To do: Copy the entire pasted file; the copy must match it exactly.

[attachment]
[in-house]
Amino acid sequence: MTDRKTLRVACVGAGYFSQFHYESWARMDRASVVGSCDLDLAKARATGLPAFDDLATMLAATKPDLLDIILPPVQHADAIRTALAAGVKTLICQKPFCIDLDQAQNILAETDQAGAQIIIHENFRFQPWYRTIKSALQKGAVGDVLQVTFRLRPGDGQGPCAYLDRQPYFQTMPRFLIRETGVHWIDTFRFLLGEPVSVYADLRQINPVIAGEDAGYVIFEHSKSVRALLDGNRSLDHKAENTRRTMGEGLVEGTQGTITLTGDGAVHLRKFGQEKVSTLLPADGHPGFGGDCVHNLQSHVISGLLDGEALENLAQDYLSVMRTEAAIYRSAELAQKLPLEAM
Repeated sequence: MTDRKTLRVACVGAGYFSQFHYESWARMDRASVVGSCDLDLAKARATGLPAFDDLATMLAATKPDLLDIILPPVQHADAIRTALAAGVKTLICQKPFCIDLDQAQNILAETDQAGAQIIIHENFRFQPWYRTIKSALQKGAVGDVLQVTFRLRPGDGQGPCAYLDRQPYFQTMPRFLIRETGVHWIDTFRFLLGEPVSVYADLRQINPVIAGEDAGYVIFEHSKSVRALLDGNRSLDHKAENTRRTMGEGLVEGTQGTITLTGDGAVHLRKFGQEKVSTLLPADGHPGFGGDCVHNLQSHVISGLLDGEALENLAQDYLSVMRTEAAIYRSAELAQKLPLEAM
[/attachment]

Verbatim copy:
[in-house]
Amino acid sequence: MTDRKTLRVACVGAGYFSQFHYESWARMDRASVVGSCDLDLAKARATGLPAFDDLATMLAATKPDLLDIILPPVQHADAIRTALAAGVKTLICQKPFCIDLDQAQNILAETDQAGAQIIIHENFRFQPWYRTIKSALQKGAVGDVLQVTFRLRPGDGQGPCAYLDRQPYFQTMPRFLIRETGVHWIDTFRFLLGEPVSVYADLRQINPVIAGEDAGYVIFEHSKSVRALLDGNRSLDHKAENTRRTMGEGLVEGTQGTITLTGDGAVHLRKFGQEKVSTLLPADGHPGFGGDCVHNLQSHVISGLLDGEALENLAQDYLSVMRTEAAIYRSAELAQKLPLEAM
Repeated sequence: MTDRKTLRVACVGAGYFSQFHYESWARMDRASVVGSCDLDLAKARATGLPAFDDLATMLAATKPDLLDIILPPVQHADAIRTALAAGVKTLICQKPFCIDLDQAQNILAETDQAGAQIIIHENFRFQPWYRTIKSALQKGAVGDVLQVTFRLRPGDGQGPCAYLDRQPYFQTMPRFLIRETGVHWIDTFRFLLGEPVSVYADLRQINPVIAGEDAGYVIFEHSKSVRALLDGNRSLDHKAENTRRTMGEGLVEGTQGTITLTGDGAVHLRKFGQEKVSTLLPADGHPGFGGDCVHNLQSHVISGLLDGEALENLAQDYLSVMRTEAAIYRSAELAQKLPLEAM